To own a Judith Leiber minaudière or clutch is akin to owning a Patek Philippe watch or a Bentley.
It is a statement to say that not only have you arrived but you possess taste, class and that certain je na sais quoi.
To some ladies who lunch and dames who dine, no evening gown will be complete unless you are carrying a Judith Leiber bejewelled minaudière to a black tie event or a charity ball. A work of art or a whimsical sparkling accessory? It’s probably both as some people are avid collectors of Judith Leiber’s crystal encrusted creations, be it in the shape of a starfish, cupcake or the Empire State Building.
Definitely not for the shrinking violet, the women who clutch a Judith Leiber minaudière commands attend from the moment she steps out. Glamorous and eye catching, a dazzling Judith Leiber number is an attention grabber and conversational piece, never mind that it might only have enough space for a lipstick and your keys.
Immortalised in the first Sex and the City movie, the pink and gold jewel-embellished Judith Leiber cupcake minaudière played a pivotal role in the movie – it was in the scene where Lily, Charlotte’s daughter picks up a call from Mr. Big on Carrie’s mobile phone and then places the phone inside her Judith Leiber cupcake clutch. Mr. Big then gets a sudden case of cold feet and can’t seem to make it to the church on time. He tries many times to call Carrie, hoping she would pick up and convince him to go through with the wedding. However, Carrie’s phone is inside Lily’s Judith Leiber cupcake minaudière and his calls go unanswered. This of course leads to Mr Bing not showing up for the wedding and Carrie being humiliated and stood up at the altar.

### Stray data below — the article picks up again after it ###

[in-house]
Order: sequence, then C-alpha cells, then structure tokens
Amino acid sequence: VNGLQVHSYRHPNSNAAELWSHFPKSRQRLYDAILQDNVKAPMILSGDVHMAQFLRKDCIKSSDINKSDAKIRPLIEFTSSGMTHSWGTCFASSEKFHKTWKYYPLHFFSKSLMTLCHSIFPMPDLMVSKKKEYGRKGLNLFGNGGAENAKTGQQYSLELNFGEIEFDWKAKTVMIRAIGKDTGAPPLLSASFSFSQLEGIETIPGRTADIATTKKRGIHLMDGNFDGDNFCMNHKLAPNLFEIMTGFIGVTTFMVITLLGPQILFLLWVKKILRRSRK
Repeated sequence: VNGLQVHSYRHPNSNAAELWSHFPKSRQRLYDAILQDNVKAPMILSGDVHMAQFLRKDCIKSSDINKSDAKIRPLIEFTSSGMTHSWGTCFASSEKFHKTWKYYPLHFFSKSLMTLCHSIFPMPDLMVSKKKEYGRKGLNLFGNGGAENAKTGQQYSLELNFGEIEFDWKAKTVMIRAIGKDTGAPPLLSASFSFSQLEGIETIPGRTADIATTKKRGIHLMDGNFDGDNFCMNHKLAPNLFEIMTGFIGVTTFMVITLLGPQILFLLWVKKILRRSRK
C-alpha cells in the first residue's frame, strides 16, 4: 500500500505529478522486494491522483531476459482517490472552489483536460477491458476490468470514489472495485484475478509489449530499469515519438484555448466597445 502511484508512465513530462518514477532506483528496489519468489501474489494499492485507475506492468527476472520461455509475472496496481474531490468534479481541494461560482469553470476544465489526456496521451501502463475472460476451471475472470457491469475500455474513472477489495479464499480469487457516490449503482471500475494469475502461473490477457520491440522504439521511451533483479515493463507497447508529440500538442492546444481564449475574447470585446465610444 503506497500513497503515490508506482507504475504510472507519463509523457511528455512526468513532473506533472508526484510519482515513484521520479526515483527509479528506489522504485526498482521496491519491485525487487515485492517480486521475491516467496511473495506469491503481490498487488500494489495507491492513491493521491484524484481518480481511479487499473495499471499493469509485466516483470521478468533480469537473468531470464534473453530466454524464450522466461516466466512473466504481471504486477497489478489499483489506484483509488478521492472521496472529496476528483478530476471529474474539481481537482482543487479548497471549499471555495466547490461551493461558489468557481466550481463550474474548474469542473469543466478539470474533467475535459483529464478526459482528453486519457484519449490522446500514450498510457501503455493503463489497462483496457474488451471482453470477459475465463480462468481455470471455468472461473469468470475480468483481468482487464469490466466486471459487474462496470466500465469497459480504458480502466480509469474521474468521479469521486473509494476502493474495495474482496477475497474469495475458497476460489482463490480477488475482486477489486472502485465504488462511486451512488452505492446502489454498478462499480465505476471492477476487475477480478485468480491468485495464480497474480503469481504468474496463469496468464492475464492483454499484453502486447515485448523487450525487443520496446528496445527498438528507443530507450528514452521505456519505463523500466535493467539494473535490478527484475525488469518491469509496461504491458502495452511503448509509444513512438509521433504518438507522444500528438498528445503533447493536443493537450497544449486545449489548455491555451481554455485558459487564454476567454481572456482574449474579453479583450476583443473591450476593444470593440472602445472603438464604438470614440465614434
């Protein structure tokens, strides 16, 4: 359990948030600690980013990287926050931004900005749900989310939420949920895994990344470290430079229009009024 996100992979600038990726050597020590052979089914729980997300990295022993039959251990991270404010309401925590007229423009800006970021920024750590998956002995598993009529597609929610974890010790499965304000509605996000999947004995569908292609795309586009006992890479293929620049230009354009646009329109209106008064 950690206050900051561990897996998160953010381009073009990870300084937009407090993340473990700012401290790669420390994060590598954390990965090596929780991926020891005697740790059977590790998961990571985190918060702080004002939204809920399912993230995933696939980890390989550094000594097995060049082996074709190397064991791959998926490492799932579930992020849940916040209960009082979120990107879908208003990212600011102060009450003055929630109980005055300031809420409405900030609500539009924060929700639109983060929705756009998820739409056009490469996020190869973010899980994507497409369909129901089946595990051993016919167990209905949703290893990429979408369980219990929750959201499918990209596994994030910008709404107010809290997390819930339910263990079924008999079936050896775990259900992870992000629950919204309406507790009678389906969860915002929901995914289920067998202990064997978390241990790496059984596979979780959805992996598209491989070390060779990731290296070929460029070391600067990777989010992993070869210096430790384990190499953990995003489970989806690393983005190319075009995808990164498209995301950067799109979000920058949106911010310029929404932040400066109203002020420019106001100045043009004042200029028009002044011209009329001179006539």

In 2011, Judith Leiber appointed Jana Matheson as the Creative Director, having first taken the helm as the luxury brand’s Design Consultant. Possessing an eye to navigate through the trends and creative prowess to keep the brand evolving whilst remaining true to the Judith Leiber heritage of meticulous craftsmanship, Jana has succeeded in steering the brand to new heights and also courted a younger generation whom, just like their mother before them, have an inexplicable penchant for these usable works of art.
Few would have known that these iconic bedazzling creations today started off as a mistake when the founder, Judith Leiber in 1966 places an order for metal bags from Italy and they arrive in New York damaged and dented. Not wanting to make a fuss or throw them away, Judith uses her creative flair and ingenuity and decides to decorate them with a variety of Austrian crystals her husband had purchased. The result took the society ladies of New York by storm and the crystal-encrusted minaudière revolutionised the world of luxury evening bags and established Judith Leiber’s reputation as an artist of handbags.
Now, whoever thought that what was supposed to be damaged goods would turn out to be an icon in its own right and even warrant its own museum?